Abstract - Journal of Hypertension and Heart Care (2020) Volume 3, Issue 1
Prevention of cardiovascular disease should begin in childhood
Atherosclerotic cardiovascular diseases are major cause of death in the world. It is essential to prevent the development of risk factors for cardiovascular disease (primordial prevention) and modification of them once they are established (primary prevention).
The debilitating and often fatal complications of cardiovascular disease (CVD) are usually seen in middle-aged or elderly men and women. However, atherosclerosis – the main pathological process leading to coronary artery disease, cerebral artery disease and peripheral artery disease – begins early in life and progresses gradually through adolescence and early adulthood.
A large study has reported presence of advanced atherosclerosis in adolescents. Risk factors and risk behaviors that increase CVD begin in childhood. CVD risk reduction delays progression of CVD. Timing is critical in childhood and adolescence. This is critical, because this timing determines, at least in part, when interventions should occur. Many adult health problems (e.g. obesity, hypertension) have their early origins in childhood, because this is the time when lifestyles are formed. Primordial prevention begins in childhood when health risk behavior begins. Parents, teachers, and peer groups are important in imparting health education to children. Primordial prevention of cardiovascular disease will provide great value in developing a healthier, more productive society.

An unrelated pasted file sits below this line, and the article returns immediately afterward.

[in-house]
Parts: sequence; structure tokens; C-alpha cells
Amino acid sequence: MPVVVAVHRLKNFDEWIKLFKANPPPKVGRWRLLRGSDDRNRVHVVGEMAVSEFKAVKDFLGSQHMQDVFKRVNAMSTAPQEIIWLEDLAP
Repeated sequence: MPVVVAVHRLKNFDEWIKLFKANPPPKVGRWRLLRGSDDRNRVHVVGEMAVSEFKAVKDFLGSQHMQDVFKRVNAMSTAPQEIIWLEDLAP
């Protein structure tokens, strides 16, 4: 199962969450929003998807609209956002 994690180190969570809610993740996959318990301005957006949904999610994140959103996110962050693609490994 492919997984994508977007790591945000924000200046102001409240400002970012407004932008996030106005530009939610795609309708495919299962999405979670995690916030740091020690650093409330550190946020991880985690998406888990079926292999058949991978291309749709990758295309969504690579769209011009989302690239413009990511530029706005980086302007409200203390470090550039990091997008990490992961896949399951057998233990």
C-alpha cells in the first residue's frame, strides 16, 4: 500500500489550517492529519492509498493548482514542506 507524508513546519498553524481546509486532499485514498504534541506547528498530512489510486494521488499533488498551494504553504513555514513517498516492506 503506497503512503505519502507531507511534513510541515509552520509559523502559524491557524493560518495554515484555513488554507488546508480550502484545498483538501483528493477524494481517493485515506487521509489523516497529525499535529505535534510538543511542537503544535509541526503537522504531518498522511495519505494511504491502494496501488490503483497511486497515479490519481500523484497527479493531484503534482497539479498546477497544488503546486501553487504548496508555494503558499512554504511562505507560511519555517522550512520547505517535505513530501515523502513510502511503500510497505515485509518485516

You may have heard the adage: "An ounce of prevention is worth a pound of cure." It is sage advice when it comes to heart disease. By teaching your kids to follow a healthy lifestyle, you can help reduce their risk for heart disease later in life. Although children and teens usually do not show the symptoms of heart disease, the silent buildup of plaque (fatty deposits) can start in childhood and can have a serious impact on their adult life.
"The kinds of heart problems which relate to the problems adults have don't really manifest themselves until [the children are] much older. But the seeds of those problems are sown in childhood and adolescence." Those "seeds" include obesity, diabetes, a sedentary lifestyle, smoking, and high blood pressure. Fortunately, parents can influence their children's behavior by encouraging healthy eating and regular aerobic exercise, as well as discouraging smoking. A child born today is 500 times more likely to die of acquired atherosclerosis (the formation of plaque on artery walls) than of congenital heart disease, "It is very important for kids to grow up with the understanding that they are in large measure responsible for their health,"
Healthy food, healthy hearts
A balanced diet is essential for children and adolescents. "As a matter of pediatric care, we discuss the importance of a balanced diet high in fiber and low in fat," It is also important for kids not to overdo snacking between meals, he adds.